University of Cincinnati professor and toxicologist Michael Dourson may be the first Trump nominee to be rejected by the Senate, The Washington Post reports.
Dourson is nominated to serve as the Environmental Protection Agency’s (EPA) top chemical safety official. Democrats changed confirmation rules and lowered the threshold to confirm most nominees to 50 votes in November 2013. As a result, Democrats are now powerless to block nominees by themselves.
Two Republican senators have sworn to oppose Dourson’s confirmation, however, leaving Republicans with the thinnest margin possible of 50 votes to confirm the professor, according to WaPo.
North Carolina’s two GOP senators, Richard Burr and Thom Tillis, have vowed to oppose Dourson for the nominee’s ties to chemical companies he worked for as a consultant. While consulting for the companies and studying the potential health risks for their products, Dourson’s research found the chemicals safe at significantly higher quantities higher than the EPA, WaPo reports.
“I will not be supporting the nomination of Michael Dourson. With his record and our state’s history of contamination at Camp Lejeune as well as the current Gen X water issues in Wilmington, I am not confident he is the best choice for our country,” Burr said, according to WaPo.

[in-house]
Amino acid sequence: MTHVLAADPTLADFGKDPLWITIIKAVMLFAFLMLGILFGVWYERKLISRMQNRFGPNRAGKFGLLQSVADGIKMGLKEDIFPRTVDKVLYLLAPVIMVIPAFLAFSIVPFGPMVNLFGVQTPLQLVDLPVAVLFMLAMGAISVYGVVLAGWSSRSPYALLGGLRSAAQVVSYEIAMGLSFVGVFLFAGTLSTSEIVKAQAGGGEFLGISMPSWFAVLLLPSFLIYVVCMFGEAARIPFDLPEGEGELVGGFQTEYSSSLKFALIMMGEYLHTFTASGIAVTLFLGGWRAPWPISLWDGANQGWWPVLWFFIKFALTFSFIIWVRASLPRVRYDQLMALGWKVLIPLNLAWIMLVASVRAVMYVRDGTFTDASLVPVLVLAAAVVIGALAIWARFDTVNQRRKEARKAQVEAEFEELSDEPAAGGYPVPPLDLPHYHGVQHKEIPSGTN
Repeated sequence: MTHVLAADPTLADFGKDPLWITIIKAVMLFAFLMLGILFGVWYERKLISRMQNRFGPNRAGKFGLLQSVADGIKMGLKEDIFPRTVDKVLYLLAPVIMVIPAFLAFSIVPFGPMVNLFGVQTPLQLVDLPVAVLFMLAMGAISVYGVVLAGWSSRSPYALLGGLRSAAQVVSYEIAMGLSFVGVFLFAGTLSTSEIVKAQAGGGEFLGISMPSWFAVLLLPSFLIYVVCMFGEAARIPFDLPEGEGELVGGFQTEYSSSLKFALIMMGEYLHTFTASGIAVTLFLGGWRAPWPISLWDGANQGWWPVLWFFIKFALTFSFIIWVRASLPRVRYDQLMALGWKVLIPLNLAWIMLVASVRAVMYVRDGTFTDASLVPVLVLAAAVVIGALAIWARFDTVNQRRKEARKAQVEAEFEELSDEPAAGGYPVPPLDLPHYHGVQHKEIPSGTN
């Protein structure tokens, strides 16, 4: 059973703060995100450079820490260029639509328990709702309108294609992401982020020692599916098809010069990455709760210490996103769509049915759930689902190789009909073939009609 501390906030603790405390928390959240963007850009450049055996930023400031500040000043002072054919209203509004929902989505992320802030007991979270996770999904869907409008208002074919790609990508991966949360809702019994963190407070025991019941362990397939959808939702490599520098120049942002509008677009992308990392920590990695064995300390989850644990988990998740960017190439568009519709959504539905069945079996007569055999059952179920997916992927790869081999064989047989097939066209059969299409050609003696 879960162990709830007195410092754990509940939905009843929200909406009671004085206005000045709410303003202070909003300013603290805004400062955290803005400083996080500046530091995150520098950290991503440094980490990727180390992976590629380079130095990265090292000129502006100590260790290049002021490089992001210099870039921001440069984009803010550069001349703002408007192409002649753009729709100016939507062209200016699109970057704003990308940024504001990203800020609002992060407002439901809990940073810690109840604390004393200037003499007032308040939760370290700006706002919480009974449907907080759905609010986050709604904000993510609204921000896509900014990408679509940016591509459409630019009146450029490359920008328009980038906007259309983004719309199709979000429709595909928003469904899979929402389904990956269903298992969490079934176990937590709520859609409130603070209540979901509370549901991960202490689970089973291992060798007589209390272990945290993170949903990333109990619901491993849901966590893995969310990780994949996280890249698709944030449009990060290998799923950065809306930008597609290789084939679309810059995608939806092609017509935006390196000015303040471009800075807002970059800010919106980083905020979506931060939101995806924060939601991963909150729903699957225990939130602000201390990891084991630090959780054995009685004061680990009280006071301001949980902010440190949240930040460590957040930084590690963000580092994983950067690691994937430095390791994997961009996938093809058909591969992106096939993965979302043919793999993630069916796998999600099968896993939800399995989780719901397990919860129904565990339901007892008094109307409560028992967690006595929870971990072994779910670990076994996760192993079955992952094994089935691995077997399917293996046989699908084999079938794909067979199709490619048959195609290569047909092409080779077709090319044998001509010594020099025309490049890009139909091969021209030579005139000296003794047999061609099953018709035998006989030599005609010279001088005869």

Dourson worked for the EPA as a toxicologist and supervisor from 1980 to 1994.
Dourson developed, then improved, the EPA’s database for finding, characterizing and tracking the dangers of chemicals in the environment. The database is open for public use and referenced by scientists, government agencies and environmental groups, according to the Center for Accountability in Science.
“Dr. Dourson is an outstanding scientist whose career in toxicology spans nearly forty years, the early half of which with the EPA itself in critical positions of science, policy and administration,” Regulatory Toxicology and Pharmacology journal Editor-in-Chief Dr. Gio Batta Gori wrote in a letter endorsing Dourson.
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